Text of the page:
Uncertainty over the economy and financial markets has many people concerned about their financial futures. For friends, relatives and colleagues who may find this information helpful, please feel free to share with them.  Remember, for those who could benefit we offer a complimentary “Second Opinion” that can offer an objective financial review. Keep us in mind for those who may be seeking a wealth management firm like ours—one that delivers services according to the needs and perspectives of its clients.

This material is being provided for information purposes only and is not a complete description, nor is it a recommendation. Wells Fargo Advisors Financial Network LLC (WFAFN) does not provide tax or legal advice. We strongly recommend an advanced tax and estate planning expert be contacted for further information. Any opinions are those of Mitchell Kauffman and not necessarily those of WFAFN. The information has been obtained from sources considered to be reliable, but Wells Fargo Advisors Financial Network does not guarantee that the foregoing material is accurate or complete.  Prior to making a financial decision, please consult with your financial advisor about your individual situation.

Mitchell Kauffman provides wealth management services to corporate executives, business owners, professionals, independent women, and the affluent. He is one of only five financial advisors from across the U.S. named to Research magazine’s prestigious Advisor Hall of Fame in 2010, and among a select list of 100 over the past 20 years.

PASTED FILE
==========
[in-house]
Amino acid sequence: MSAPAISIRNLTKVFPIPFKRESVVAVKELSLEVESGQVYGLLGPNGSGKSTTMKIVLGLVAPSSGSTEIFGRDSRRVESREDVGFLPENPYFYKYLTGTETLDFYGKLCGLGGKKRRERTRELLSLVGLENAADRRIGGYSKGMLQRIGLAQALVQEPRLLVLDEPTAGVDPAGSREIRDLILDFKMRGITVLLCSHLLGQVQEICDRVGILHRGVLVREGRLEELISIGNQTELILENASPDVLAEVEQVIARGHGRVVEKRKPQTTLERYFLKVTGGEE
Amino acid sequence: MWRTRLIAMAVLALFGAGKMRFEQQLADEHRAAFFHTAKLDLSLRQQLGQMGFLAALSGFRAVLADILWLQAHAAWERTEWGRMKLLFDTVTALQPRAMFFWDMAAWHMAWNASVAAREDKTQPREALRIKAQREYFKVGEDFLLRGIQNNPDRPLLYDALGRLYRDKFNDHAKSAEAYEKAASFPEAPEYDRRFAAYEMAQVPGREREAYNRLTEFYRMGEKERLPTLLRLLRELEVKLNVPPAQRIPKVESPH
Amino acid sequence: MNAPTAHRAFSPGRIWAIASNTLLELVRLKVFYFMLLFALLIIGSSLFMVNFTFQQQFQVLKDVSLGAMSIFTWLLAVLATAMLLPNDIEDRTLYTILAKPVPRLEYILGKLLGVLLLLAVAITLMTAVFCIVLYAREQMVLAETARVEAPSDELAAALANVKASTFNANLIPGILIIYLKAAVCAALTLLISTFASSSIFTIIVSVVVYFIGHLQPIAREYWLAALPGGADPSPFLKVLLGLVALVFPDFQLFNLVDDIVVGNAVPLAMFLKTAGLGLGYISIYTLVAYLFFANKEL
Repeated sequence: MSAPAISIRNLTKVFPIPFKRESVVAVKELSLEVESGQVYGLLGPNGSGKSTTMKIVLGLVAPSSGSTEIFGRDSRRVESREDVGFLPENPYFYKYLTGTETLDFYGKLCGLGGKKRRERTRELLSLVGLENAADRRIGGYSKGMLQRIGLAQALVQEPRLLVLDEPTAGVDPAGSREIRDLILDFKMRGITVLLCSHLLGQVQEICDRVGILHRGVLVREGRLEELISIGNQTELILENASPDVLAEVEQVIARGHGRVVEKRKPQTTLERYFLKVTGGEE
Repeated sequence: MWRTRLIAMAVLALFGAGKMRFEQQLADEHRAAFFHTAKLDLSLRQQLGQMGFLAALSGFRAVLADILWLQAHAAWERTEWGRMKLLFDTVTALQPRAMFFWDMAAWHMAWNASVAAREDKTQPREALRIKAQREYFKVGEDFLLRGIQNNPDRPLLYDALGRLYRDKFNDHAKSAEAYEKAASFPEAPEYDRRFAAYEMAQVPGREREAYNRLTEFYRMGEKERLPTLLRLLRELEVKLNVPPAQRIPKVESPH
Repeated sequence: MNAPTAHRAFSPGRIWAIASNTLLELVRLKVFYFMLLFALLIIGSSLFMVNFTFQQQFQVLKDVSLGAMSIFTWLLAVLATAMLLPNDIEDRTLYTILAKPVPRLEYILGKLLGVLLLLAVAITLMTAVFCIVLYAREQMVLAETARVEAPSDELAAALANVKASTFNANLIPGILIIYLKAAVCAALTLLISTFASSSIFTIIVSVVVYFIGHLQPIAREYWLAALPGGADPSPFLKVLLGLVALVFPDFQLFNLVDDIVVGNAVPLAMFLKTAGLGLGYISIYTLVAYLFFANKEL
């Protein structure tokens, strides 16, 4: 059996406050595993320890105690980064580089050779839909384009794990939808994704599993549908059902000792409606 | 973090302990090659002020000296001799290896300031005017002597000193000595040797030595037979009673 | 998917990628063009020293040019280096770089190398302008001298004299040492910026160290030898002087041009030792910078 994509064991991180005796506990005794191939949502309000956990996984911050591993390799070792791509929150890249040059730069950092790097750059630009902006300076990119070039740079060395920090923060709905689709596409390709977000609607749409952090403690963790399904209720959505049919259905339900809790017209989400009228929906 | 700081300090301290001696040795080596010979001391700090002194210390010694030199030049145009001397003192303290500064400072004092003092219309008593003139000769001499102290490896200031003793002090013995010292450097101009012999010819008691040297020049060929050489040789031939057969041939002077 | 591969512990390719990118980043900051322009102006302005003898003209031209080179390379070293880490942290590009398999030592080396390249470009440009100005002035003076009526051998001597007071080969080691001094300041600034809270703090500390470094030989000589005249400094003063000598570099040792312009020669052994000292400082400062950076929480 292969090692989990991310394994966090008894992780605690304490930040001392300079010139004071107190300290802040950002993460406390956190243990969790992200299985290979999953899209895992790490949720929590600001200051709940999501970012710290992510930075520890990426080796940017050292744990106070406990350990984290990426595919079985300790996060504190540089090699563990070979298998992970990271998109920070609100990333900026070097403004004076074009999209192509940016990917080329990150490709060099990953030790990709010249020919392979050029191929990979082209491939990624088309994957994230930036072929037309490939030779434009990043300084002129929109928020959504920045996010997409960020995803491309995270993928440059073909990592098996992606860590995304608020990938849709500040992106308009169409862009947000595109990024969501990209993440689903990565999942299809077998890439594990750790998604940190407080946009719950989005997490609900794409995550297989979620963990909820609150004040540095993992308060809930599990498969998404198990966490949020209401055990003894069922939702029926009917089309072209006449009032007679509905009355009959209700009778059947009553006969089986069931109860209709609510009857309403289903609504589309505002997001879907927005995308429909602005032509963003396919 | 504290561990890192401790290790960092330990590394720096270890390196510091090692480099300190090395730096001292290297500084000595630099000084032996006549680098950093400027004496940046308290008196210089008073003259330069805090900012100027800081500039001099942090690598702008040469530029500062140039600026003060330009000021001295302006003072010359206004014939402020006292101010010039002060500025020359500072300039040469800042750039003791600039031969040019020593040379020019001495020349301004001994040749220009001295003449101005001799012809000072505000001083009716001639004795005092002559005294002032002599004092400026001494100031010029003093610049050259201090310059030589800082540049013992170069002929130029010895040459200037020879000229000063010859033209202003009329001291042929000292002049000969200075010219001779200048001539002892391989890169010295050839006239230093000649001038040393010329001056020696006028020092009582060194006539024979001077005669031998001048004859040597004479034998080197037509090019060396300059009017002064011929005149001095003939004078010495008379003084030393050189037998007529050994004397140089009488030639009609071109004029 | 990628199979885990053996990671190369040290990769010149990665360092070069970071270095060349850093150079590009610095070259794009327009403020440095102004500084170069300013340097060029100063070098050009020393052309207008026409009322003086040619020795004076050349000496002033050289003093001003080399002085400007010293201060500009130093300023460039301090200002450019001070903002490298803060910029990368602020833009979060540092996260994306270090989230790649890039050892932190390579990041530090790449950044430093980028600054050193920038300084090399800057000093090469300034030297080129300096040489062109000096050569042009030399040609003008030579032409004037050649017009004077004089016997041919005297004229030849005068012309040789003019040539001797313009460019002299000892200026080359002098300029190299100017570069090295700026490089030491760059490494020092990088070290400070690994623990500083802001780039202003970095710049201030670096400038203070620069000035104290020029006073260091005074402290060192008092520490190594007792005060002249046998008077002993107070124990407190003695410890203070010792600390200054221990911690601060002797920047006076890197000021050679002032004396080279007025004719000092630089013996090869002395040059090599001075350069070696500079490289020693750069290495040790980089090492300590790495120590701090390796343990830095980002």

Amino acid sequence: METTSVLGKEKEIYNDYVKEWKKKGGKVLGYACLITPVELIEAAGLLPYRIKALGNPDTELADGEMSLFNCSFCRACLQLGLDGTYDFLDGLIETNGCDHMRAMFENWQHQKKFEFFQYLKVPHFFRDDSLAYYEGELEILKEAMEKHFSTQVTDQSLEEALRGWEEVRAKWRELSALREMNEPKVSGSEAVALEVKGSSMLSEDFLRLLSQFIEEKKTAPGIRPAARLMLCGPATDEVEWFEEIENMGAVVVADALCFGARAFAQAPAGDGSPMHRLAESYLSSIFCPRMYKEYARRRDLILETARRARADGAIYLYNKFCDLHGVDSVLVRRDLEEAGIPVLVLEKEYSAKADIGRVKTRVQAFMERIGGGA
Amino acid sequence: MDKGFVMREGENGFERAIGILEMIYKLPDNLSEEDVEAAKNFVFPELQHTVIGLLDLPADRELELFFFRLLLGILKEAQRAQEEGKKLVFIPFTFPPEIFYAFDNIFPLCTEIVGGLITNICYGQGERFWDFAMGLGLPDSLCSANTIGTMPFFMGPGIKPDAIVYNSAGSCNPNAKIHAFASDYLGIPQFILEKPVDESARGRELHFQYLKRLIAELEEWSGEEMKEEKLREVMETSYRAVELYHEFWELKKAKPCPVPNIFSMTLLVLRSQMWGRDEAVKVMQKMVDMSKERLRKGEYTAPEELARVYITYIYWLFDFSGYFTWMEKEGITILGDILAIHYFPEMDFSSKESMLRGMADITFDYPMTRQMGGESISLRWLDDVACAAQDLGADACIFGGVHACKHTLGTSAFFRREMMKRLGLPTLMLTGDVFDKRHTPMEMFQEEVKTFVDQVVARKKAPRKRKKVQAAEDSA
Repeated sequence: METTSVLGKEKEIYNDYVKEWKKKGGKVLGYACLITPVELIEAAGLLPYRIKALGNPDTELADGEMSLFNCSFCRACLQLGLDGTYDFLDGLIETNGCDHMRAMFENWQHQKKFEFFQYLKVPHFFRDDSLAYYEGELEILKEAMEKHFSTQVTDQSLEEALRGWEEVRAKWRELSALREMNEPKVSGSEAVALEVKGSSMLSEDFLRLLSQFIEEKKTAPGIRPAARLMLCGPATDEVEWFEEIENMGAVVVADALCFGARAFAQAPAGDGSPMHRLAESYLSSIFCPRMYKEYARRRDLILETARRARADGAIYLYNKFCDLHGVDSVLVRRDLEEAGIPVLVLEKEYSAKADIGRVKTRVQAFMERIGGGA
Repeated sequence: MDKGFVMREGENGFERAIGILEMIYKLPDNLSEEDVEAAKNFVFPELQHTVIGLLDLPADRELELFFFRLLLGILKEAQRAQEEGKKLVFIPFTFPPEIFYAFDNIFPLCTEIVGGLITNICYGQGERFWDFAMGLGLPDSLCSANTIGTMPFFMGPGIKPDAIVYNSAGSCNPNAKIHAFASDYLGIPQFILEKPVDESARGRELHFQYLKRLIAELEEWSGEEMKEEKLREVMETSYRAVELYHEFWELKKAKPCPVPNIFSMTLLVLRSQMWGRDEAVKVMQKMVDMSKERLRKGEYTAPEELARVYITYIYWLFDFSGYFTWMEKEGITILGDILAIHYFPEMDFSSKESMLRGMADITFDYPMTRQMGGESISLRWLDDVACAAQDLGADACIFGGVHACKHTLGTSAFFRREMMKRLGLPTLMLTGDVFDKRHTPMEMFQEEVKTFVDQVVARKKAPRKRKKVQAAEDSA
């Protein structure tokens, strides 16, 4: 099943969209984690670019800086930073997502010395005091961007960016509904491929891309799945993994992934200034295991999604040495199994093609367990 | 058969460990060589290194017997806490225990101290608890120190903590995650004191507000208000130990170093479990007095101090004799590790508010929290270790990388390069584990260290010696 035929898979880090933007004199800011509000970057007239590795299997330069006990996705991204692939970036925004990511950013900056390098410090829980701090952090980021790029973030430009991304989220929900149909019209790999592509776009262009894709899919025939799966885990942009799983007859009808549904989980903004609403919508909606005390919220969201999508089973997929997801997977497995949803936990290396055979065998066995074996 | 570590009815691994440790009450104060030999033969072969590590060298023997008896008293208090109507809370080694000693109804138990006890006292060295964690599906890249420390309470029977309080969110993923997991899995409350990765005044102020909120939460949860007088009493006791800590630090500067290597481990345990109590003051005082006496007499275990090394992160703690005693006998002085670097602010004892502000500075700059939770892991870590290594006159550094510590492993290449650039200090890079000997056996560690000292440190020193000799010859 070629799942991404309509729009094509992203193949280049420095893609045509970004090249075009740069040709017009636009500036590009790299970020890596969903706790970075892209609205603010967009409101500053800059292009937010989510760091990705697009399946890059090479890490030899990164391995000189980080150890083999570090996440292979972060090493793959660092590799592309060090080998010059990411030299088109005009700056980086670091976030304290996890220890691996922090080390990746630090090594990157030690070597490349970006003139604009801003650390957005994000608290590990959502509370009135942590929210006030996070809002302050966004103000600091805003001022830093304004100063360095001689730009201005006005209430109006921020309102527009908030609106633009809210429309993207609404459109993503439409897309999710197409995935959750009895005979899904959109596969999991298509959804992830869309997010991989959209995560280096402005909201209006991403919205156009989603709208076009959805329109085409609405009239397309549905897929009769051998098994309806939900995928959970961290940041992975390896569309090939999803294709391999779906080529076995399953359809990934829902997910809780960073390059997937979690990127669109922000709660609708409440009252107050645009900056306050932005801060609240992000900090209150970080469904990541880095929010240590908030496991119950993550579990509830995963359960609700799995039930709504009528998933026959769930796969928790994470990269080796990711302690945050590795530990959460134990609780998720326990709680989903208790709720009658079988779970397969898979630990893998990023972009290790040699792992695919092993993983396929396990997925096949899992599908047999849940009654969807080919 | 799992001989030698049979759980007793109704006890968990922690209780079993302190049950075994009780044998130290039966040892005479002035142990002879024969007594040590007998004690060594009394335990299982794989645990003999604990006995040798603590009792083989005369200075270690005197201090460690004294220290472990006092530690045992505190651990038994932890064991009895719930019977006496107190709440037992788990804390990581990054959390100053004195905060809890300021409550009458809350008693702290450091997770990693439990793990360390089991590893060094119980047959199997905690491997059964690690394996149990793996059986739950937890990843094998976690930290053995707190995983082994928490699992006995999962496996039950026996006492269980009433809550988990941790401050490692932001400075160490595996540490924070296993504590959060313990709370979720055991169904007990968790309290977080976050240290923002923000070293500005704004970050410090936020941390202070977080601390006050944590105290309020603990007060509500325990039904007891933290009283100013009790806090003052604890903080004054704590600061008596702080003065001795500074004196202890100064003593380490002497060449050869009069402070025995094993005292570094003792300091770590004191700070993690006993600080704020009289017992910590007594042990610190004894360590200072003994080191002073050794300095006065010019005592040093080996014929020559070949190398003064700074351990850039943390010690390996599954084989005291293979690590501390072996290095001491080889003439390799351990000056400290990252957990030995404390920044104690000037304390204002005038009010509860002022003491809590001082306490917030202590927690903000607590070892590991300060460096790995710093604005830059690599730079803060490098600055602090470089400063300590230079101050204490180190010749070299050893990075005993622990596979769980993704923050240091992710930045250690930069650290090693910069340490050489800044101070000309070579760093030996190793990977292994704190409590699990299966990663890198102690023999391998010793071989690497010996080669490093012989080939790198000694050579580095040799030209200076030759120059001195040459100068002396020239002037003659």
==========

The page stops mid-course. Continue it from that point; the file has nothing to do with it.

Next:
Inductees into the Advisor Hall of Fame have passed a rigorous screening, served a minimum of 15 years in the industry, acquired substantial assets under management, demonstrate superior client service, and have earned recognition from their peers and the broader community.

Kauffman’s articles have appeared in national publications, and he is often quoted in the media. He is an Instructor of Financial Planning and Investment Management at the University of California at Santa Barbara and Santa Barbara City College.

For more information, visit www.kauffmanwm.com or call (866) 467-8981. Kauffman Wealth Management and serves clients from two office locations: 140 South Lake Avenue, Suite 307, Pasadena, CA 91101 and 550 Periwinkle Lane, Santa Barbara, CA 93108 (by appointment only).   Investment products and services are offered through Wells Fargo Advisors Financial Network LLC (WFAFN), Member SIPC.  Kauffman Wealth Management is a separate entity from WFAFN.